Here is a book of luminous encounters, contradictions, collisions, interruptions, and meditations on art, nature, justice, historical memory, and territorial occupation. Browne’s texts mine the harrowing destinies, and densities, of place, in this case, of the Northwest Coast of North America. This new work – in seven movements – is tuned to the autobiographical, alert to rhythm and improvisation, and immersed in a torrent of memory and tenderness. Here is a book for the ear. At its heart is the enigma of family. A central premise is that events are contiguous through time and space, and that ancestral experiences live on in the body physically, invisibly, mapping the present with stored-up longing and striving. The structure of the book conforms loosely to the chronological order in which the texts were composed, constituting a variation on a poet’s daybook, a record of intersections, correspondences, and juxtapositions. The book’s compositional model is borrowed from jazz improvisation; by locating a rhythm or a melodic line, and opening the field to associations, visions, rhymes, chance, interruption, and, one may wish, grace, the texts begin to summon and assemble themselves. “Art does not render the visible, but renders visible,” said Paul Klee. Why are we aching so? Where are the words and melodies that will heal us? Here also is a book of voices, its pages infused with the eros of intertextuality. Apollinaire’s spirit presides overall. Among those overheard are Marjorie Acland, Antonin Artaud, André Breton, Robert Burton, Louis Clexlixqen, Henry Edenshaw, Frantz Fanon, Allan King, Chief Joseph, Gwendolyn McEwen, Charles Olson, Pablo Picasso, Dorothy Jean Ray, Raymond Roussel, Victor Serge, Gertrude Stein, Henry Thoreau, Primrose Upton, Walt Whitman, and the Surrealist artists Kurt Seligmann and Wolfgang Paalen, both of whom visited the Northwest Coast in the late 1930s.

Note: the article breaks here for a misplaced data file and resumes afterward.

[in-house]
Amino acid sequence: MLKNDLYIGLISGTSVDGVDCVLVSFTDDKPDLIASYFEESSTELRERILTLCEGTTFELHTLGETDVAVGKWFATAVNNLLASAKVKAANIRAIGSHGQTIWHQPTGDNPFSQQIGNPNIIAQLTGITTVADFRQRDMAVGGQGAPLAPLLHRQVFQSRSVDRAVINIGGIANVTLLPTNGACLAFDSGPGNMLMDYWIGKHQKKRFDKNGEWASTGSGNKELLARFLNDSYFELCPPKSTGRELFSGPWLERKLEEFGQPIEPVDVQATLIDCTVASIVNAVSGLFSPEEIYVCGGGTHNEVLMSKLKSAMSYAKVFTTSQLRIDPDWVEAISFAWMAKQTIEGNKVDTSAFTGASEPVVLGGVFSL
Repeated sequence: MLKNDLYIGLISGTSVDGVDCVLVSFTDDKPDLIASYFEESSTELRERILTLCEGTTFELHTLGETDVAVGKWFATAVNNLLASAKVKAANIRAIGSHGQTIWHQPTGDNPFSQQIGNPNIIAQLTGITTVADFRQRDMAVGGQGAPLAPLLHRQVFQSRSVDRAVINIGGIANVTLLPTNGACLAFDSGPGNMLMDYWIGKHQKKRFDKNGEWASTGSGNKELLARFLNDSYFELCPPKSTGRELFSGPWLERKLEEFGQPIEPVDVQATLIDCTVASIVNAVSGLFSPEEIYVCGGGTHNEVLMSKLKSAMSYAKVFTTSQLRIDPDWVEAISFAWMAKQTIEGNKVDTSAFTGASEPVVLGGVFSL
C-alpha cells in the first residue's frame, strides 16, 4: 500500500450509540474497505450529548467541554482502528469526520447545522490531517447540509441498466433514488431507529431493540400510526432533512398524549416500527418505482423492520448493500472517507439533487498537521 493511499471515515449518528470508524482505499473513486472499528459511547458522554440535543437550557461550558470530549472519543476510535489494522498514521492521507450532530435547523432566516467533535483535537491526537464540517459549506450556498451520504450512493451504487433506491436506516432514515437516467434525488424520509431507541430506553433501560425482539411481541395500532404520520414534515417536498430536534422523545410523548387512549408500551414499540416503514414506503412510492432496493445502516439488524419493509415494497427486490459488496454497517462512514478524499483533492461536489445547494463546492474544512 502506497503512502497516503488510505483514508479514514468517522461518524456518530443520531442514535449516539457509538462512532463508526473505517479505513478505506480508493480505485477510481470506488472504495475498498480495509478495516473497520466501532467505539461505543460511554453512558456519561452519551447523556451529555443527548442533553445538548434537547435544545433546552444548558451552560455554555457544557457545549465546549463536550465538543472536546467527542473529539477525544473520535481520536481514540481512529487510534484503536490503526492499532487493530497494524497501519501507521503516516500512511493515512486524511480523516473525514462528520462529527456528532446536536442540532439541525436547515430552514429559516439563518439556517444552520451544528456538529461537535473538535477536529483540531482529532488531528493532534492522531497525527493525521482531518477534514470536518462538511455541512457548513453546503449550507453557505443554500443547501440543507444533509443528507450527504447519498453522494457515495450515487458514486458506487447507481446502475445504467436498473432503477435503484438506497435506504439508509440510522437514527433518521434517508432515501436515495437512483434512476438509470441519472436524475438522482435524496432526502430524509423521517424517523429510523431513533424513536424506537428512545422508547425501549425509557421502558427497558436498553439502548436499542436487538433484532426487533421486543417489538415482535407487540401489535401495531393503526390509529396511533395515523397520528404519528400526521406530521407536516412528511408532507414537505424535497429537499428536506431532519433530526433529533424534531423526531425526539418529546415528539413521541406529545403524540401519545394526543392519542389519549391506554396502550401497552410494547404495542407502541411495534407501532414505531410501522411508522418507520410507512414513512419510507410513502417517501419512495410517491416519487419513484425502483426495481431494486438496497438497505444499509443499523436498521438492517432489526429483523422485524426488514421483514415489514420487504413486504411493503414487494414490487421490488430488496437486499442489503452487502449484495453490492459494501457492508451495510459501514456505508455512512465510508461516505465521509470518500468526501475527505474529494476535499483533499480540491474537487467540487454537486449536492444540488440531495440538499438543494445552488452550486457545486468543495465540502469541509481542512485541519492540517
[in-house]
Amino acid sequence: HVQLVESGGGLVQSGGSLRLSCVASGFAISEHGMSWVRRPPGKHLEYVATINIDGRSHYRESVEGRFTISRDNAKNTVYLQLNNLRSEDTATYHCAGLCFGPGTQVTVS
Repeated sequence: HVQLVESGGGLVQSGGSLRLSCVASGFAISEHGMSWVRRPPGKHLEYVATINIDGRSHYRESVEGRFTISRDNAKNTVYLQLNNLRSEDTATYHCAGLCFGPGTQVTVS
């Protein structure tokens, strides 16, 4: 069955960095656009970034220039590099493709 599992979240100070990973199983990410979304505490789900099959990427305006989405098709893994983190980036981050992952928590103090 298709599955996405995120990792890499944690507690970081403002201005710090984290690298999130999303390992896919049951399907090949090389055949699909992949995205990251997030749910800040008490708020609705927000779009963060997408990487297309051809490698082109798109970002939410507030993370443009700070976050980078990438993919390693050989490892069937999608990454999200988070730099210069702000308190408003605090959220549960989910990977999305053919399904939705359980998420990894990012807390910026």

Bio

      Colin Browne has published five volumes of poetry. His most recent publications are Entering Time: The Fungus Man Platters of Charles Edenshaw (Talonbooks, 2016) and The Hatch: Poems and Conversations (Talonbooks, 2015). His books have been nominated for a Governor General’s Award and the Dorothy Livesay Award / B.C. Poetry Prize. He is a celebrated filmmaker; his experimental documentary White Lake was nominated for a Genie Award for Best Feature Documentary. His recent exhibition at the Vancouver Art Gallery, I Had an Interesting French Artist to See Me This Summer: Emily Carr and Wolfgang Paalen in British Columbia (2016), explored the brief encounter between these two Modernist artists in Victoria, B.C., in August 1939, and presented the first extensive exhibition of Paalen’s work in Canada. His collaboration with composer Alfredo Santa Ana, Music for a Night in May, was presented at the Vancouver East Cultural Centre in May 2018. Recent essays exploring the links between Surrealism and the art of the Northwest Coast have appeared in exhibition catalogues in the U.S. and Europe. He is currently working on new curatorial projects and preparing a collection of essays for publication. Until recently, he taught in the School for the Contemporary Arts at Simon Fraser University in Vancouver, where he is Professor Emeritus.